“Most of us who know braille were taught it.” It sounds like such an obvious statement – so obvious, in fact, that it seems appropriate to conclude that the world has an abundance of braille teachers, and the methods and techniques that they use are mature, uniform and understood by everyone working in the field. Presumably, approaches that work well have been iterated over time, those that haven’t worked so well have been abandoned, and the entire process has been well-documented so that future teachers can learn from the mistakes of the past.
The reality is less clearly defined, although certain concepts which have withstood the test of time especially well have become accepted as common knowledge. Pre-braille skills, for instance, feature regularly in discussions about teaching braille, as do the differences between learning braille by touch and by sight and teaching braille to children and adults.
On Tuesday 29 June 2021, we explored this topic in more detail in a live panel discussion with three braille teachers:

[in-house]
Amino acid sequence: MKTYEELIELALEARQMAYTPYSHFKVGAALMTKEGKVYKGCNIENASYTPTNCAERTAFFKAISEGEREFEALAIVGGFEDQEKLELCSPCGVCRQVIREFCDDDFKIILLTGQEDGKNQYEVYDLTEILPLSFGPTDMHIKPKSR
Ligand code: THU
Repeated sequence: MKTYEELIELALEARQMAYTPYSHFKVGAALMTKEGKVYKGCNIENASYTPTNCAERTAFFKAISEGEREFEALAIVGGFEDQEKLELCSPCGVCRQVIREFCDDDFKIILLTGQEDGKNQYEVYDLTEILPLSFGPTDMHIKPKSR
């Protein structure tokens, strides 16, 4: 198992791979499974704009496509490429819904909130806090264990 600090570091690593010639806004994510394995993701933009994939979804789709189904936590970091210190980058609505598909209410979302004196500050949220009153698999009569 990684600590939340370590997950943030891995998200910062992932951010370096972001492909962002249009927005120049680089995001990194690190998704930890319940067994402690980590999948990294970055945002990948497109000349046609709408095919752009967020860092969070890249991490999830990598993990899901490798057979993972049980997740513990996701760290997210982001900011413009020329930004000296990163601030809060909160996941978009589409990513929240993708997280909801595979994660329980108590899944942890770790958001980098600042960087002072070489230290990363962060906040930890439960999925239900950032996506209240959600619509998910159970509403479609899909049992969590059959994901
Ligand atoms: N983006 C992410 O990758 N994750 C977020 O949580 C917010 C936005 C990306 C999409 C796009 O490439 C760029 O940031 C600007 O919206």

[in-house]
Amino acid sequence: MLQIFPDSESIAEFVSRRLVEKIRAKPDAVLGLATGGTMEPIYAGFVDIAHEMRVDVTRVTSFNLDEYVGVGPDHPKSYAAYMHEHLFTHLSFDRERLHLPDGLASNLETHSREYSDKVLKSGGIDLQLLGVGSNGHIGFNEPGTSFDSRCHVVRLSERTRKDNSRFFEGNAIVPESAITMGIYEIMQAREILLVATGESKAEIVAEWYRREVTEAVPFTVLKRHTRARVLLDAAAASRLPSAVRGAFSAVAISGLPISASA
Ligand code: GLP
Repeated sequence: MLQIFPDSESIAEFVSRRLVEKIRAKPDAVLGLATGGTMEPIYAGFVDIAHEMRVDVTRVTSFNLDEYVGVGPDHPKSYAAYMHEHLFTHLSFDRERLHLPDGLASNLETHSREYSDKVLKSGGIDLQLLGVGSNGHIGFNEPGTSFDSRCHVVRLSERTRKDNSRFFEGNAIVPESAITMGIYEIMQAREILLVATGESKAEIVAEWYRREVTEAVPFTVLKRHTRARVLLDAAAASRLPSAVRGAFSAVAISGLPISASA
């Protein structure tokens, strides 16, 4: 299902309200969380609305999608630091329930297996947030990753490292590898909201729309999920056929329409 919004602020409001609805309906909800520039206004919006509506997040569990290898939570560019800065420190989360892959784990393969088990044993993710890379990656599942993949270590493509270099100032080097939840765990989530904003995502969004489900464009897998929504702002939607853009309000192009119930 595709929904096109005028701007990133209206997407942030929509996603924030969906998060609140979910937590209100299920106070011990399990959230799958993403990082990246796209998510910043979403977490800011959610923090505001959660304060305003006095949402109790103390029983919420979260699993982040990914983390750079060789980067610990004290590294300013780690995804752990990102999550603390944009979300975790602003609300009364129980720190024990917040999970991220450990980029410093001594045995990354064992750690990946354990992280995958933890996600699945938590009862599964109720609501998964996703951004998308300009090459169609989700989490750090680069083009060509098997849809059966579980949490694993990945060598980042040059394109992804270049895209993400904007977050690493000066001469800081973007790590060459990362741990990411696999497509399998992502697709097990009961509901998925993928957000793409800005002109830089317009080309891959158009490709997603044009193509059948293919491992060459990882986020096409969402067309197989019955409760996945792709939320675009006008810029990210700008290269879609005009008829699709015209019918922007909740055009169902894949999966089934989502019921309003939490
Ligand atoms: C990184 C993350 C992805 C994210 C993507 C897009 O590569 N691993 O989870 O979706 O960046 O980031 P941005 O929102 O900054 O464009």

Christine Williams recently retired from Exhall Grange Specialist School and Science College in Coventry, where she held the post of Lead Teacher of the Visually Impaired. In that capacity, she taught braille not only to the pupils at Exhall Grange, but also peripatetically to pupils of all ages in mainstream schools throughout Warwickshire (via the Vision Support Service). Prior to this, she taught French at Exhall Grange for a number of years, where braille also played a significant role. In her retirement, she teaches braille voluntarily at Coventry Resource Centre for the Blind, predominantly to adults who are losing or in danger of losing their sight.
Melanie Pritchard has an extensive background in teaching braille to adults, either with visual impairments themselves or who are sighted friends or relatives of people with a visual impairment. Most recently, she taught the Braille For Beginners course remotely for the Braillists Foundation.
We’re starting to hear more and more about BRF files. They’re the default braille format on platforms such as RNIB Reading Services; they’re regularly used in the transcription industry to share braille versions of documents between producers; and notetaker users have used them to transfer files from one brand of braille device to another. But questions still prevail: